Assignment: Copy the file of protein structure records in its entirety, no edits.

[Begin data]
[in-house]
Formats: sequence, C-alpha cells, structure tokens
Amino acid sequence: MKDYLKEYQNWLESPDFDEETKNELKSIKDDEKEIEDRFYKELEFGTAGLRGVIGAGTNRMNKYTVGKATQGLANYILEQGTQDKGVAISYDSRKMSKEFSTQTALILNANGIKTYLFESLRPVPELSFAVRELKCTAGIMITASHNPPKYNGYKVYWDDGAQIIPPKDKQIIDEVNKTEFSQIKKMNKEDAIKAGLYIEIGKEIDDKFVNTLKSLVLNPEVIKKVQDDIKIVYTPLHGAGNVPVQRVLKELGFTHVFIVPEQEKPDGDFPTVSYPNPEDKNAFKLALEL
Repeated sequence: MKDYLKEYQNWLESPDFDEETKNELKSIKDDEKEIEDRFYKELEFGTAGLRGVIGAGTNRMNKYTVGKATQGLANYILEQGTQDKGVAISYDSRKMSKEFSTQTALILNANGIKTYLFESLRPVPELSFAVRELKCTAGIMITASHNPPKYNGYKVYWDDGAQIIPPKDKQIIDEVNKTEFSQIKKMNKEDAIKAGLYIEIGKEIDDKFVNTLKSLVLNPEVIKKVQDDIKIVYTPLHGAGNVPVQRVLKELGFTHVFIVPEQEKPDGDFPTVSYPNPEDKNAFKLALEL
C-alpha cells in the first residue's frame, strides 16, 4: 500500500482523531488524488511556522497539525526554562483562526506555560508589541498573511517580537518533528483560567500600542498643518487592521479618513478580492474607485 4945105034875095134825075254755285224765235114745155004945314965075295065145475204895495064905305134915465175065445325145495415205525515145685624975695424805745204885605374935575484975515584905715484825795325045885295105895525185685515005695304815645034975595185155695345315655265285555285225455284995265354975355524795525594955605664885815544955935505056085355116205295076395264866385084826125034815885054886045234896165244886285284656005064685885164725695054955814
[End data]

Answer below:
[in-house]
Formats: sequence, C-alpha cells, structure tokens
Amino acid sequence: MKDYLKEYQNWLESPDFDEETKNELKSIKDDEKEIEDRFYKELEFGTAGLRGVIGAGTNRMNKYTVGKATQGLANYILEQGTQDKGVAISYDSRKMSKEFSTQTALILNANGIKTYLFESLRPVPELSFAVRELKCTAGIMITASHNPPKYNGYKVYWDDGAQIIPPKDKQIIDEVNKTEFSQIKKMNKEDAIKAGLYIEIGKEIDDKFVNTLKSLVLNPEVIKKVQDDIKIVYTPLHGAGNVPVQRVLKELGFTHVFIVPEQEKPDGDFPTVSYPNPEDKNAFKLALEL
Repeated sequence: MKDYLKEYQNWLESPDFDEETKNELKSIKDDEKEIEDRFYKELEFGTAGLRGVIGAGTNRMNKYTVGKATQGLANYILEQGTQDKGVAISYDSRKMSKEFSTQTALILNANGIKTYLFESLRPVPELSFAVRELKCTAGIMITASHNPPKYNGYKVYWDDGAQIIPPKDKQIIDEVNKTEFSQIKKMNKEDAIKAGLYIEIGKEIDDKFVNTLKSLVLNPEVIKKVQDDIKIVYTPLHGAGNVPVQRVLKELGFTHVFIVPEQEKPDGDFPTVSYPNPEDKNAFKLALEL
C-alpha cells in the first residue's frame, strides 16, 4: 500500500482523531488524488511556522497539525526554562483562526506555560508589541498573511517580537518533528483560567500600542498643518487592521479618513478580492474607485 4945105034875095134825075254755285224765235114745155004945314965075295065145475204895495064905305134915465175065445325145495415205525515145685624975695424805745204885605374935575484975515584905715484825795325045885295105895525185685515005695304815645034975595185155695345315655265285555285225455284995265354975355524795525594955605664885815544955935505056085355116205295076395264866385084826125034815885054886045234896165244886285284656005064685885164725695054955814